U.S. returns stolen copy of Christopher Columbus letter to Spain

(Reuters) - A 500-year-old copy of a letter in which Christopher Columbus describes his voyage to the Americas has been returned to Spain after U.S. authorities tracked down the document, which had been stolen and replaced with a forgery years ago.

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The letter, copied centuries ago from the one Columbus wrote to King Ferdinand and Queen Isabella of Spain after his first Atlantic crossing, was given to Spain’s Ambassador Pedro Morenes in Washington, law enforcement authorities said on Thursday.

The repatriation of the letter follows seven years of sleuthing by U.S. law enforcement agencies after the discovery that it had been replaced by a forgery at the National Library of Catalonia in Barcelona.

“We are truly honored to return this historically important document back to Spain – its rightful owner,” U.S. Attorney for Delaware David Weiss said in a statement.

Columbus, born in Genoa in modern-day Italy, had written the letter in Spanish after his return to Europe in 1493. Ferdinand and Isabella, who sponsored his voyage, sent the document to Rome to be translated into Latin and manually copied, Assistant U.S. Attorney Jamie McCall said.

“A number of these copies were made and then delivered to various kings and queens in Europe to spread the news of Columbus’s discoveries,” McCall said by telephone.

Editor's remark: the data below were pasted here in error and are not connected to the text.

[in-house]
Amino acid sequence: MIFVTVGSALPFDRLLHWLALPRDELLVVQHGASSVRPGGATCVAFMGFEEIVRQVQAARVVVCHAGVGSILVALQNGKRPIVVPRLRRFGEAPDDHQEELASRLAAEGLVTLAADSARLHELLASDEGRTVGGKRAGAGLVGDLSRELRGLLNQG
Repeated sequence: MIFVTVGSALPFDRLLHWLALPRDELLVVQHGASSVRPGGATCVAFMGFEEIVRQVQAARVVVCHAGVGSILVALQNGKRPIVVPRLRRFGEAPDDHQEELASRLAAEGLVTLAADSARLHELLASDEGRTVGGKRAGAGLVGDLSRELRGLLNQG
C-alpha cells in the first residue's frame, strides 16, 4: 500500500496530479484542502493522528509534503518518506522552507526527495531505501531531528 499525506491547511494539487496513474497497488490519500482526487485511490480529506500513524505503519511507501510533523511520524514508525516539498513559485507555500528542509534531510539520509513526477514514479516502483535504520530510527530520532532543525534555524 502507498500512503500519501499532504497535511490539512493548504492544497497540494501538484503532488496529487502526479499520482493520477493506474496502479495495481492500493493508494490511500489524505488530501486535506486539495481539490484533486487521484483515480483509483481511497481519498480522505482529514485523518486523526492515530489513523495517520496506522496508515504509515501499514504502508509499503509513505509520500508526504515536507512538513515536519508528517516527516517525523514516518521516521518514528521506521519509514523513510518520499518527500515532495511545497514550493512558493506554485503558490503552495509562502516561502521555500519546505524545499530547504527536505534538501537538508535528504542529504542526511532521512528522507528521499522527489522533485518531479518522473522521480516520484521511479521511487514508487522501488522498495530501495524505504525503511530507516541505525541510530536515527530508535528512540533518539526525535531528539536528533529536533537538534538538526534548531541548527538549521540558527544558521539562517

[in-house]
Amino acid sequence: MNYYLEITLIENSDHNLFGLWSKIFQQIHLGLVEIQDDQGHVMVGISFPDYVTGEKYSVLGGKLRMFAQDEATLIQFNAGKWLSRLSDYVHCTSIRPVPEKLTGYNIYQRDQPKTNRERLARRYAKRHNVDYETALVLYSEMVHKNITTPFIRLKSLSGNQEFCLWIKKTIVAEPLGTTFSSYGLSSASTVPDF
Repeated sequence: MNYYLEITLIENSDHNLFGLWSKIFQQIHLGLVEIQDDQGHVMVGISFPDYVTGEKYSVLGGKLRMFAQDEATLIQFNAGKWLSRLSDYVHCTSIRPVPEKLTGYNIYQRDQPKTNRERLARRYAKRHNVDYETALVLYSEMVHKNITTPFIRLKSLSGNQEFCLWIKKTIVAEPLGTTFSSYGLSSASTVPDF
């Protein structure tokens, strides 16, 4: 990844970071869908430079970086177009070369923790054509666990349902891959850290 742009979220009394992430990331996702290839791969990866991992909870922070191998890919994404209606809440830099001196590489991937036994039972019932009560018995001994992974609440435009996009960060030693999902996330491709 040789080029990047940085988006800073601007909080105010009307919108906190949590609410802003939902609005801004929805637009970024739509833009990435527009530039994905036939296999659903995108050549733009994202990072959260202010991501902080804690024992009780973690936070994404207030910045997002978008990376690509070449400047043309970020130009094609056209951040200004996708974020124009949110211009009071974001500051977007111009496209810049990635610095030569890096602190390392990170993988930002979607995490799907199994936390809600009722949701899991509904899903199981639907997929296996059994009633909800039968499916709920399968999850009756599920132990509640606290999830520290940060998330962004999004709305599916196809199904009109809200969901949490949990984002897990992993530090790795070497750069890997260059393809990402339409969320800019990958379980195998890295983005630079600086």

A Latin copy of the letter, in which Columbus describes the mountains, fertile fields, gold and indigenous people he encountered in the Caribbean, is the one that was illegally swapped for a forgery at the Barcelona library, McCall said.

Authorities said they discovered the theft after a tip in 2011 to an assistant U.S. attorney in Delaware who had become experienced in the subject.

Because the library had digitized its collection before the theft, U.S. investigators said they and Spanish authorities were able to determine in 2012 that the letter it had was a forgery. The real letter, they said, had been sold in November 2005 by two Italian book dealers for 600,000 euros.

After learning in March 2013 that it had been sold again in 2011 for 900,000 euros, authorities said they made contact with the person who had the letter. They said that person was unaware that it had been stolen.

They said they later concluded “beyond all doubt” that it was the letter taken from the Barcelona library and got it back.

The case is still under investigation, McCall said.

Reporting by Peter Szekely in New York; Editing by Paul Simao